Tuesday, July 8, 2008

Two week's notice, and then some

I guess I've done a giant turnaround this summer--from looking at getting a second job, to reassessing my life, time and money and realizing that I don't want--and more importantedly don't need--the job I have. I write this cautiously, particularly considering Notorious phD's recent post about the necessity of second jobs for academics; I am in a position that does not require me to have a job outside of academia. I am very aware of my good fortune, and in order to not sound like a total pansy, I can only add that my good fortune comes with a price:

1.) government restitution for my dad's Vietnam-induced [mental] illness (thank you, Uncle Sam)
2.) working full-time to maintain a marriage--but he's really good looking, so he makes the job easy;)

I want to have the chip on my shoulder, knowing that I worked my way through grad school and maintained my GPA despite having outside employment (which is a no-no at my institution). But am I working because I have to? No, I'm working for the inward satisfaction of working, the feel of being in control. Each week, outside of all the crazy stress of juggling my own classwork and that of my students, I would enter this haven at the office, because there things weren't so theoretical--let's face it, they weren't so challenging (though I have often accused insurance reps of being theoretical: "In theory your insurance covers this...").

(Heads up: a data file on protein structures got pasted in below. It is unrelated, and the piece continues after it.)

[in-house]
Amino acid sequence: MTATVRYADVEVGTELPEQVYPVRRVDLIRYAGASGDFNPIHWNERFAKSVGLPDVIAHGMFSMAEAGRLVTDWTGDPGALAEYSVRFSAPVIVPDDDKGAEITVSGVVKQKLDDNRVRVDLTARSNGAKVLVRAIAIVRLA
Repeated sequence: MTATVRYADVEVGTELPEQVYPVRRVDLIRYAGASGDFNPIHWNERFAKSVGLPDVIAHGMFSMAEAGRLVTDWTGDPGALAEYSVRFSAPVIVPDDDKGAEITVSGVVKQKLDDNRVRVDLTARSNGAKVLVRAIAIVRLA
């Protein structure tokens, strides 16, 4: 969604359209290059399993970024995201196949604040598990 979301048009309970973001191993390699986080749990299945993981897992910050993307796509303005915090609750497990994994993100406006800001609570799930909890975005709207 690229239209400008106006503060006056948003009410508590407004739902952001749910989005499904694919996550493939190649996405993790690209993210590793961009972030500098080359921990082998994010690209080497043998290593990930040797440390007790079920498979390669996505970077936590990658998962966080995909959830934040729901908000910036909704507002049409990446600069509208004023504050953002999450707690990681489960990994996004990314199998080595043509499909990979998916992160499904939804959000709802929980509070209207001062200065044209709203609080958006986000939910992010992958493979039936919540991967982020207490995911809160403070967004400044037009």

Work provided an easy sense of accomplishment that was comforting, especially while I was in the midst of three (if not four, five...) ongoing projects at school. What's even better is that when it came to dictating letters, my "expertise" was always deferred to (by doctors, even:) thus stroking my ego. But the bottom line is, when it came to the paycheck, there was little to be done with it. It did little more than pad my daily trips to the Student Union or local crap-dash Irish pub to drink beer with friends. I tend to work just to work, something I always held against my mother, textbook workaholic.

I have been an employee, at one company or another, since I was 14, when I replaced my sister (who had to quit as she went into labor with her first child) as a cleaning lady for local businesses. I was the only sophomore who didn't have to get my lunch money from my parents and when it came to the "extra-curricular activities" of a deviant high schooler, lets just say I was able to fund myself.

I enjoy working, and I am aware that I work for the sake of working.

I have the rest of my life to work.

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